Dr Julie Maxton

Dr Julie Maxton is the Executive Director of the Royal Society. Before taking up her position at the Royal Society in 2011 Julie was Registrar at the University of Oxford where she is an Honorary Fellow of University College. Originally trained as a barrister at the Middle Temple Julie combined a career as a practising lawyer with that of an academic, holding a number of senior academic positions, including those of Deputy Vice Chancellor, Professor and Dean of the Faculty of Law at the University of Auckland, New Zealand. Julie is the author of numerous articles concerned with trusts, equity, commercial and property law. Julie is a Bencher of the Middle Temple, a Freeman of the Goldsmith’s Company, a Board member of Engineering UK, the Charities Aid Foundation, Haberdasher Aske’s School and of the International Advisory Board of the Blavatnik School of Governance at Oxford University.

Mr Nick Ross

Nick Ross read psychology at Queen’s University Belfast and later became a Doctor of the University (honoris causa). He has been a leading broadcaster across a wide range of issues. He helped to change the climate of science reporting in the early 90s with an influential series of articles critical of media portrayal of science, and has been a member of the Committee on Public Understanding of Science and twice chairman of the Science Book Prize. He is a regular speaker at science meetings, is President of HealthWatch which campaigns for evidence-based medicine, is a supporter of the Campbell Collaboration, the international partnership to improve scientific methodology in the social sciences, and he founded the new discipline of Crime Science. He is an Honorary Fellow and visiting professor at UCL.

Dr Simon Singh

Simon Singh completed his PhD in particle physics at the University of Cambridge before joining the BBC science department in 1990. He was a producer and director on programmes such as Tomorrow’s World and Horizon. Fermat’s Last Theorem, his documentary about the world’s most notorious mathematical problem, won a BAFTA in 1997, and he also wrote a book on the same which became the first mathematics book to become a No.1 bestseller in Britain. In 1999 Simon published The Code Book, a history of codes and code-breaking, and in 2004 he published Big Bang, a history of cosmology. His broadcasting includes a 5-part series on the history of cryptography for Channel 4 (The Science of Secrecy), two series of Mind Games on BBC4 and three series of Five Numbers for Radio 4. He has been a trustee of NESTA and the National Museum of Science and Industry, and he has a strong interest in science education in schools.

Patrons

Lord Taverne

Dick Taverne studied philosophy and ancient history at Balliol College, Oxford (First Class Honours). He was called to the Bar in 1954 (appointed QC in 1965), became a Labour Member of Parliament in 1962 and served as a Minister from 1966 to 1970, first in the Home Office and then the Treasury, where he was Financial Secretary. In 1972 he resigned from the Labour Party and was re-elected as an independent social democrat. In the early 1970s he launched the Institute for Fiscal Studies, now one of the most respected institutes in Britain. He has served on the boards of several international companies. In 1996 he was appointed to the House of Lords. In recent years his main political interest has been science and society. He founded Sense about Science in 2002, which he chaired for 10 years until 2012, wrote The March of Unreason – Science, Democracy and the New Fundamentalism (Oxford University Press, 2005) and was voted by the Association of Science Writers as Parliamentary Science Communicator of the Year, 2005. Lord Taverne became a patron of Sense about Science in April 2012.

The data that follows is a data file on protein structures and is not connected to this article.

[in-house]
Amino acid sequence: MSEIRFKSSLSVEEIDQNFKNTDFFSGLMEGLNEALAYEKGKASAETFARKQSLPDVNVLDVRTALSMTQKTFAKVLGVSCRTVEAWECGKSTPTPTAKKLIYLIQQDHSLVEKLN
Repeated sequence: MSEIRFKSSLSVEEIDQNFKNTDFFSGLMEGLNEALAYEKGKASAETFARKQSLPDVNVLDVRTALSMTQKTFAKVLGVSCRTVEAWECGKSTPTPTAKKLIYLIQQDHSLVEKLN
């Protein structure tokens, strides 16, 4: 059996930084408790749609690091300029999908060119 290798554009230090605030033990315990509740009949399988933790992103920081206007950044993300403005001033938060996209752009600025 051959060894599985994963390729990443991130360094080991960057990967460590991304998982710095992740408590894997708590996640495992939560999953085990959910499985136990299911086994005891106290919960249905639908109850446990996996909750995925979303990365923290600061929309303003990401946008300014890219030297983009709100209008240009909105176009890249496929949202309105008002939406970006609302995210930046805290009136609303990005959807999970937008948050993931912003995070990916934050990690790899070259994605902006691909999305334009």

Dr Janice Taverne

Janice Taverne is a microbiologist/parasitologist/immunologist who was supported by the Medical Research Council for most of her working life. She read Zoology at Oxford, and after acquiring a PhD in the Bacteriology Department of the London School of Hygiene and Tropical Medicine, she worked on trachoma at the Lister Institute of Medicine and then on malaria in the Department of Immunology at the Middlesex Hospital, which became UCL. When she retired she wrote a monthly column for 7 years on internet discussions for Parasitology Today (which became Trends in Parasitology). She has since worked as a volunteer at the Entomology Department of the Natural History Museum learning about parasitic wasps (and acted as her husband’s editor and adviser on scientific matters). Dr Janice Taverne became a patron of Sense about Science in April 2012.